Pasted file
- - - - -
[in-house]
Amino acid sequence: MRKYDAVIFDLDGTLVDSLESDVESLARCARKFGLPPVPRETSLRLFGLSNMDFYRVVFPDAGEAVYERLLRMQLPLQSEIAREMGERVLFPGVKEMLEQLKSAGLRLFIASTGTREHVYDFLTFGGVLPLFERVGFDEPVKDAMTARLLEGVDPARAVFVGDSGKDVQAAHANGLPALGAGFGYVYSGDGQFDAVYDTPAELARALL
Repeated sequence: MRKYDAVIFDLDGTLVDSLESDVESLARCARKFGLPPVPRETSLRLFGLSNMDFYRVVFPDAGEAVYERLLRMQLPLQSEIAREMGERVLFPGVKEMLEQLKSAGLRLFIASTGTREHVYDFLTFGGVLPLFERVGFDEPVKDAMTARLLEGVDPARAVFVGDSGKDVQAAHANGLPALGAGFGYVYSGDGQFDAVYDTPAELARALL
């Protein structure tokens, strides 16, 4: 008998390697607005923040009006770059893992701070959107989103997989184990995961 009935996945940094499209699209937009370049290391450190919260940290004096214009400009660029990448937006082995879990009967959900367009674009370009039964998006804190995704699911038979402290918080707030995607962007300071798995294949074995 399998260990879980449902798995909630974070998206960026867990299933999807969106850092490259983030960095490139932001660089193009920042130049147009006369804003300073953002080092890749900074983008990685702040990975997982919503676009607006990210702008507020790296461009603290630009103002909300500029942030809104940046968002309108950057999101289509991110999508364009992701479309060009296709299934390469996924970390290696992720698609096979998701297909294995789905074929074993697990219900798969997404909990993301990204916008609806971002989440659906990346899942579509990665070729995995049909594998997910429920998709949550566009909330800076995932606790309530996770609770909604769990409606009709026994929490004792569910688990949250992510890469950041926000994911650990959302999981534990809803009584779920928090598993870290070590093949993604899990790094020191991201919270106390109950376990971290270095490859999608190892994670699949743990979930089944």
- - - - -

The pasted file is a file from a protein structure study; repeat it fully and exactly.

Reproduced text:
[in-house]
Amino acid sequence: MRKYDAVIFDLDGTLVDSLESDVESLARCARKFGLPPVPRETSLRLFGLSNMDFYRVVFPDAGEAVYERLLRMQLPLQSEIAREMGERVLFPGVKEMLEQLKSAGLRLFIASTGTREHVYDFLTFGGVLPLFERVGFDEPVKDAMTARLLEGVDPARAVFVGDSGKDVQAAHANGLPALGAGFGYVYSGDGQFDAVYDTPAELARALL
Repeated sequence: MRKYDAVIFDLDGTLVDSLESDVESLARCARKFGLPPVPRETSLRLFGLSNMDFYRVVFPDAGEAVYERLLRMQLPLQSEIAREMGERVLFPGVKEMLEQLKSAGLRLFIASTGTREHVYDFLTFGGVLPLFERVGFDEPVKDAMTARLLEGVDPARAVFVGDSGKDVQAAHANGLPALGAGFGYVYSGDGQFDAVYDTPAELARALL
């Protein structure tokens, strides 16, 4: 008998390697607005923040009006770059893992701070959107989103997989184990995961 009935996945940094499209699209937009370049290391450190919260940290004096214009400009660029990448937006082995879990009967959900367009674009370009039964998006804190995704699911038979402290918080707030995607962007300071798995294949074995 399998260990879980449902798995909630974070998206960026867990299933999807969106850092490259983030960095490139932001660089193009920042130049147009006369804003300073953002080092890749900074983008990685702040990975997982919503676009607006990210702008507020790296461009603290630009103002909300500029942030809104940046968002309108950057999101289509991110999508364009992701479309060009296709299934390469996924970390290696992720698609096979998701297909294995789905074929074993697990219900798969997404909990993301990204916008609806971002989440659906990346899942579509990665070729995995049909594998997910429920998709949550566009909330800076995932606790309530996770609770909604769990409606009709026994929490004792569910688990949250992510890469950041926000994911650990959302999981534990809803009584779920928090598993870290070590093949993604899990790094020191991201919270106390109950376990971290270095490859999608190892994670699949743990979930089944």